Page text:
Let’s start plotting the various components of the open-loop transfer function. The first one is G(s). In the plot, we suppose it is flat from 0 Hz up to a certain frequency, where a single pole is located. The shape of G(s) is not really essential to the discussion we are going to do. The single pole expression only makes the description easier but the results we are going to obtain are valid for any number of singularities in G(s) (singularities are poles and/or zeroes).
H(s), in the figure below, has been plotted with the vertical axis in dB: 20log(1) = 0.
At this point if we carefully look at the equation that defines the open loop transfer function and at the plot, we recognize that Gol(s) is simply obtained by summing the Bode plot of G(s) and that of H(s). Since the Bode plot is an approximation of the functions using only straight lines, this addition can be done very easily. D1 represents the modulus of the open-loop function.
In this case |G(s)| equals |Gol(s)|.
Closed-Loop Function Approximation
Until now, we have been looking at the open-loop gain Gol(s) only. But we are interested in the transfer function of the overall system, i.e., the closed-loop transfer function, Gcl(s).
If we look at the closed-loop transfer function equation, we see that we can distinguish two regions of the frequency axis. The frequency interval where Gol(s) is greater than one: in this interval Gcl(s) = 0 dB, and the interval where it is smaller than one. In this interval the closed-loop transfer function equals G(s).
The point where G(s) equals 1 (0 dB) is the frequency where Gol(s) crosses the x-axis.
Let us now investigate the stability condition. For a system to be stable, given a limited input perturbation, the output will be limited and decay to zero. The problem we have right now is how can we determine if the system at hand is stable? The answer comes quite easily if we consider the closed-loop transfer function.
We know that in order for this equation to be meaningful, the denominator must be different from zero. Should it be zero, we would have an infinite gain (instability). At this point, what are the conditions that make the denominator equal to zero? They are shown in the figure below: at the point (frequency) where |Gol(s)| = |G(s)H(s)| = 1, its phase must be different from 180 degrees. In fact, if this is not satisfied G(s)H(s) = -1 and the denominator is zero. We have transformed the problem of determining the stability of a closed-loop system into the solution of two sets of equations that involve the open-loop transfer function.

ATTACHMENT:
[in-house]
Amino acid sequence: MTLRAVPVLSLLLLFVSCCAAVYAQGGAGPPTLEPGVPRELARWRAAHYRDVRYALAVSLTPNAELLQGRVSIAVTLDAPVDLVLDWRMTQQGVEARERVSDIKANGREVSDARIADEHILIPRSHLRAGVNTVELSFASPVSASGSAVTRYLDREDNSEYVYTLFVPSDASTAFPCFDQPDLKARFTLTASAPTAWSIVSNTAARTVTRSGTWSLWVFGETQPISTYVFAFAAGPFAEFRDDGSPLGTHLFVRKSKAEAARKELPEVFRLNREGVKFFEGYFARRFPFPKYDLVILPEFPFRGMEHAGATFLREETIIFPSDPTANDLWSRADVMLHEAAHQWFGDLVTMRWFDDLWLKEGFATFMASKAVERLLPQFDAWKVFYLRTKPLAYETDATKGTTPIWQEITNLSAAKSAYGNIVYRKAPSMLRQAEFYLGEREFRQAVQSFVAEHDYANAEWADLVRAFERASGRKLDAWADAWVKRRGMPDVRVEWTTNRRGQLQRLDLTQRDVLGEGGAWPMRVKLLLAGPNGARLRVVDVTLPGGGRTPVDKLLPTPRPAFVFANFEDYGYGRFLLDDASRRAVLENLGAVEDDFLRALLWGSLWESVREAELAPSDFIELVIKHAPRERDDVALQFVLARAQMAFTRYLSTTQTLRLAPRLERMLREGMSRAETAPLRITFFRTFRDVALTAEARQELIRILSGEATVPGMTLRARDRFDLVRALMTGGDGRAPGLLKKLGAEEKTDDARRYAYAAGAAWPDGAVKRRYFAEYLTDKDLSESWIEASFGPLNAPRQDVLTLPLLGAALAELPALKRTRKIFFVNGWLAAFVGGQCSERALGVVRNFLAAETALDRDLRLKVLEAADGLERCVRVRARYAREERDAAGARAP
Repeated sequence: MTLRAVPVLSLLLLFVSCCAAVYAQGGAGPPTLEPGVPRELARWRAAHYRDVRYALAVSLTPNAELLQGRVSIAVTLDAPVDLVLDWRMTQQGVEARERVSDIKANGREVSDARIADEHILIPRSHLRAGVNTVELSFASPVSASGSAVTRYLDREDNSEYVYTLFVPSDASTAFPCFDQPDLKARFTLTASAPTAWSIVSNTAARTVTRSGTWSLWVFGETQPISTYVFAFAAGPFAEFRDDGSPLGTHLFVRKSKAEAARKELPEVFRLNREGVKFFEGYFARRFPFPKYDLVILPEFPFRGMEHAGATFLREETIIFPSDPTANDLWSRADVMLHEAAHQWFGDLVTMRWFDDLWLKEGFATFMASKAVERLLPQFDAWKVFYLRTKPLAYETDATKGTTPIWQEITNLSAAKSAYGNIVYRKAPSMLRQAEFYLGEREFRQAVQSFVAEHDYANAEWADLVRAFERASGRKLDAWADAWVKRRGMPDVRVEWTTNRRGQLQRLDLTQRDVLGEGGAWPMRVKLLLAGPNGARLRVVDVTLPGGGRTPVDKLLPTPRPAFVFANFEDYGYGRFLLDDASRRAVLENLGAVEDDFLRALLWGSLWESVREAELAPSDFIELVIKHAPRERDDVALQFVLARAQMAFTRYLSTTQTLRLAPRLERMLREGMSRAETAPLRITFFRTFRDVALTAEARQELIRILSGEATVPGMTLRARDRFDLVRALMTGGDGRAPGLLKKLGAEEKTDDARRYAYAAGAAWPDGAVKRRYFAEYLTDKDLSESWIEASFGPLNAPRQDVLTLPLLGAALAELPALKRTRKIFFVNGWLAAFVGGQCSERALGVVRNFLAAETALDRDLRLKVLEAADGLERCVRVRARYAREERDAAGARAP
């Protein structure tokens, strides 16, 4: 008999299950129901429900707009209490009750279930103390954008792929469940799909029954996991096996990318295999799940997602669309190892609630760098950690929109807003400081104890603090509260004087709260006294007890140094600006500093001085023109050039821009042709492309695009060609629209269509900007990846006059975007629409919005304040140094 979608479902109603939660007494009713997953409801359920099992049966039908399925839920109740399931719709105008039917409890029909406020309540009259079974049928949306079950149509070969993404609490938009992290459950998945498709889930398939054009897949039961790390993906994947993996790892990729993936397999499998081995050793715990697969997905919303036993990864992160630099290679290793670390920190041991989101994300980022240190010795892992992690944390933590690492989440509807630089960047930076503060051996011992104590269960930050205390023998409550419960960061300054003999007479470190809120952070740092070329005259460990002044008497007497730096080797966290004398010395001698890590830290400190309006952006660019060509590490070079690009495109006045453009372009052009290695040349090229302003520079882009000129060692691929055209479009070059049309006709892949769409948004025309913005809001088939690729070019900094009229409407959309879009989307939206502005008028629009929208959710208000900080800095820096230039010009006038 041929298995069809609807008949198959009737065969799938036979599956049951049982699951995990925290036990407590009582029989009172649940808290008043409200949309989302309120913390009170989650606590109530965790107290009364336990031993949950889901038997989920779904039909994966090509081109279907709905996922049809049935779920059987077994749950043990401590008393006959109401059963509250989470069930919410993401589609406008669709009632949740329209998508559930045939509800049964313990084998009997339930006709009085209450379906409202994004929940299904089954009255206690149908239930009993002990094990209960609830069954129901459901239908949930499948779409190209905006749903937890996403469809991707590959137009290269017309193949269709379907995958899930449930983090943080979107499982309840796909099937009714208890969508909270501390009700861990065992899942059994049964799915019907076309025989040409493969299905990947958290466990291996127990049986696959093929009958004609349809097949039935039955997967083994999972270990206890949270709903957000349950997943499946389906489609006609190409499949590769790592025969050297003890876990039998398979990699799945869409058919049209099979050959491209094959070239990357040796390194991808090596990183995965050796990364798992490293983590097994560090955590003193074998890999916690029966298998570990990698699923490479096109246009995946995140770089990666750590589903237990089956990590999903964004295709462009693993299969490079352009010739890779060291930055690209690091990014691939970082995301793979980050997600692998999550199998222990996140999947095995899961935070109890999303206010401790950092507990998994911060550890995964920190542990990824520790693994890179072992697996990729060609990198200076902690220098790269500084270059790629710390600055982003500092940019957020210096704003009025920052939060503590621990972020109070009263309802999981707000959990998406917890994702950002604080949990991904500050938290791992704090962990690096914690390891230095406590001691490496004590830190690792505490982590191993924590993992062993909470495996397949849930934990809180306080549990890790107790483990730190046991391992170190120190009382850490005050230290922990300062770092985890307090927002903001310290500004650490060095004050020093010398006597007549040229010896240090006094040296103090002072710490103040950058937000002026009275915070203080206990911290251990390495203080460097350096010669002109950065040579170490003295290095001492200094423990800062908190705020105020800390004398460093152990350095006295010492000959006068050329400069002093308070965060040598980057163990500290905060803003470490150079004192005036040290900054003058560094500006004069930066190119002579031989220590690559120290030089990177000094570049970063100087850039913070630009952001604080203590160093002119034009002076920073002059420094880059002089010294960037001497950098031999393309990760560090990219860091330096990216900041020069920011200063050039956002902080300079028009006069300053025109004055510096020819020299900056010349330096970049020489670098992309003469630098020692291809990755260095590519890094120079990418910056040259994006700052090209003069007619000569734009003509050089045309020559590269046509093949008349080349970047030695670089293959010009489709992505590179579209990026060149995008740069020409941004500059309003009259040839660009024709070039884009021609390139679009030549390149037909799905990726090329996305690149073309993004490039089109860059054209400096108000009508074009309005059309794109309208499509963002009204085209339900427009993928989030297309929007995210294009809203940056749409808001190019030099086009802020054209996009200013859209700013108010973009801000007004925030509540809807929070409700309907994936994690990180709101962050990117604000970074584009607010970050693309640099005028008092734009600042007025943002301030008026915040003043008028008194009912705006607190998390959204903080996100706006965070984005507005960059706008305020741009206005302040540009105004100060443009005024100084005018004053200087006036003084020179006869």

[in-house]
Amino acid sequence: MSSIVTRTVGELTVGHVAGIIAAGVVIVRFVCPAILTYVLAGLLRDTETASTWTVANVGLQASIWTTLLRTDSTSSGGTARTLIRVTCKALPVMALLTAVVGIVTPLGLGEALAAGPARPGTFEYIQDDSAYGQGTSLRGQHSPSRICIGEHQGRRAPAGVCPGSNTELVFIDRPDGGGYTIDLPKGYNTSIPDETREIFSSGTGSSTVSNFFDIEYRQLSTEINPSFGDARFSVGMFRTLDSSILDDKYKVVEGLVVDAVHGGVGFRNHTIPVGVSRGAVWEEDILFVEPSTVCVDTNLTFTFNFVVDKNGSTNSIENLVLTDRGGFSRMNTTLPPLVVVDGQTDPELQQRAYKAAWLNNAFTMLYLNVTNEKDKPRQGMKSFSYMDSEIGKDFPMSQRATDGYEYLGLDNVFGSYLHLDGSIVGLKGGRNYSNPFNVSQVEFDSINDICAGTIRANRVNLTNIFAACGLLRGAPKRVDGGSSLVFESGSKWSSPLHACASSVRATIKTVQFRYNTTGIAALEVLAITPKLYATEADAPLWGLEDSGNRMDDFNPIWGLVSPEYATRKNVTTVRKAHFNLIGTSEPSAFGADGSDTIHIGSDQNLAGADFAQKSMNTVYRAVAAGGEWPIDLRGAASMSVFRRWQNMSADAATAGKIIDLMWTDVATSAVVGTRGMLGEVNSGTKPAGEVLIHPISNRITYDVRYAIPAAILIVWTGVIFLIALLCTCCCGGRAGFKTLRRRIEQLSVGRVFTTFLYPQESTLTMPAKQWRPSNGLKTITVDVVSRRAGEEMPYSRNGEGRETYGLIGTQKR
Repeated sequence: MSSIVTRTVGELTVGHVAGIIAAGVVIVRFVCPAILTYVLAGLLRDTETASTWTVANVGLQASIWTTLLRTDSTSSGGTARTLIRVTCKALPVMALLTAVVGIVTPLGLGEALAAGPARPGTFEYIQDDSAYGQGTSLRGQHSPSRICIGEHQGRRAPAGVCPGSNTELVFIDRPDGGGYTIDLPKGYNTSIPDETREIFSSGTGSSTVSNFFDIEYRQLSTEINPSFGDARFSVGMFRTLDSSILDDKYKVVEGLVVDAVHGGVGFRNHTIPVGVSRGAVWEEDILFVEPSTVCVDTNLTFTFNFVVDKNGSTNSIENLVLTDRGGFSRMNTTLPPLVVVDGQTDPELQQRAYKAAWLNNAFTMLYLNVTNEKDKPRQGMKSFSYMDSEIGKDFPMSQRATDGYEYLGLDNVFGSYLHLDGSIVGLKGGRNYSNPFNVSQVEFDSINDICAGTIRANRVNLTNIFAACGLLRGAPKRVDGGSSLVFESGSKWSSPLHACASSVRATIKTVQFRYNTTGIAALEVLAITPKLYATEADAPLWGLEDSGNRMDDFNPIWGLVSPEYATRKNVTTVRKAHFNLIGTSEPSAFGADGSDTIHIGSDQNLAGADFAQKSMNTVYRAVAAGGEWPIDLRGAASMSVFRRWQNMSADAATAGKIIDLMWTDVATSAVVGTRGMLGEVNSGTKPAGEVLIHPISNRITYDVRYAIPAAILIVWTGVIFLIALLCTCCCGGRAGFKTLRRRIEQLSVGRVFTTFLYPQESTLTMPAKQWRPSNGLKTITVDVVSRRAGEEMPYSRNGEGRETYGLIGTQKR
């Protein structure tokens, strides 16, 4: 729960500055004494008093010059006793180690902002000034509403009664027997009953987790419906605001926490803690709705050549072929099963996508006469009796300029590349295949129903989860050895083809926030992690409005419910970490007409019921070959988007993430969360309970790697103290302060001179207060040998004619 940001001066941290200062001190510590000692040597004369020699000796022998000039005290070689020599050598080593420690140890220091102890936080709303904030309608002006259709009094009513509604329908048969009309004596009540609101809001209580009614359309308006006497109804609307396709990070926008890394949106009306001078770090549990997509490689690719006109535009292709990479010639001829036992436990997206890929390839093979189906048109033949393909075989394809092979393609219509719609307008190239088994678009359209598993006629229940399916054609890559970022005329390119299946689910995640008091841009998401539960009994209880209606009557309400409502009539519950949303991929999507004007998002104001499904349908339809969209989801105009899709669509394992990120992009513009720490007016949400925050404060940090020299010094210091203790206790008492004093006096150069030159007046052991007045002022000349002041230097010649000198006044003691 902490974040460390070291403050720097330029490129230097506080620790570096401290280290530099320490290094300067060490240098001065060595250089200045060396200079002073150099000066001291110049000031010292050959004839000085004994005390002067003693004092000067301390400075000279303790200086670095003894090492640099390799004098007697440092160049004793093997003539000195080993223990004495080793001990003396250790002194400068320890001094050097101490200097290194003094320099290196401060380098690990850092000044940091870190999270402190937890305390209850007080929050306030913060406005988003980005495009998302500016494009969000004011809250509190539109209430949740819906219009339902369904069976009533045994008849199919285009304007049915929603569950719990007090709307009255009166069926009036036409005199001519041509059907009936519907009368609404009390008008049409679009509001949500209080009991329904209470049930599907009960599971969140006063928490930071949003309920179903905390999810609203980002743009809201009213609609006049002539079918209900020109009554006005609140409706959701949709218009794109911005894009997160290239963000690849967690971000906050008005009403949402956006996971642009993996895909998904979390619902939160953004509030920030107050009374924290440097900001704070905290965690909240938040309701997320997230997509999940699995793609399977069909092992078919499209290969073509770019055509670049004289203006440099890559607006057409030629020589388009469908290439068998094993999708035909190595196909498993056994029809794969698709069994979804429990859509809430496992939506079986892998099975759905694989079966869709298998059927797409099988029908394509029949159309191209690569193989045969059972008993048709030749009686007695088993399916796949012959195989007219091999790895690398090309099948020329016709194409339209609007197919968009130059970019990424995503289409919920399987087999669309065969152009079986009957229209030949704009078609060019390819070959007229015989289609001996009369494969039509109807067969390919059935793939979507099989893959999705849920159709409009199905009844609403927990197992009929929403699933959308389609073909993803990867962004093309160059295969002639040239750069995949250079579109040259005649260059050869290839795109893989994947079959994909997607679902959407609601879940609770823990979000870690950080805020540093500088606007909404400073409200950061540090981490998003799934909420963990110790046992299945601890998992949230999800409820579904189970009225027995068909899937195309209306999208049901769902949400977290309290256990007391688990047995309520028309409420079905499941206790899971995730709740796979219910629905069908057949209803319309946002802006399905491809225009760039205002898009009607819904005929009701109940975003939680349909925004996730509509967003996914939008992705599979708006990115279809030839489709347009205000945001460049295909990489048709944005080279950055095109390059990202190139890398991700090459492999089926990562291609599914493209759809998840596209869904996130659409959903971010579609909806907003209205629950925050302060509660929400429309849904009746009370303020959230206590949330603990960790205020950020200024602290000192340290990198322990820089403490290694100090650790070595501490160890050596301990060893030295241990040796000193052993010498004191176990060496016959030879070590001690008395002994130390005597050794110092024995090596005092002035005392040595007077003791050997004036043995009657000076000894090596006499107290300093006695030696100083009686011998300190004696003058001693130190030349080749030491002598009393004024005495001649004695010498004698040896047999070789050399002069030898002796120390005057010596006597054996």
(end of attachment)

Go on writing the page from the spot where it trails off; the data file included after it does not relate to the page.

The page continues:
Let us consider again the Bode plot we have already seen before, where we have right now is only the |G(s)| and |[H(s)]| functions. The first equation simply identifies the point where the two plots cross each other. This point in frequency is called cross-over frequency (fc). The second equation simply states that the phase of the open-loop gain, at this point, must be different from 180 degrees.
The plot in the figure below also presents the phase of Gol(s) . Since we only have one pole, the phase will start from 0 degree at 0 Hz and reach -90 degrees after the pole itself. In the plot, phase margin is also shown. Phase margin indicates how far from the critical value (180 degrees) we are. Obviously, the larger the phase margin the better in terms of stability. However, in practical situations, a phase margin of 45 to 60 degrees corresponds to a relative stable system.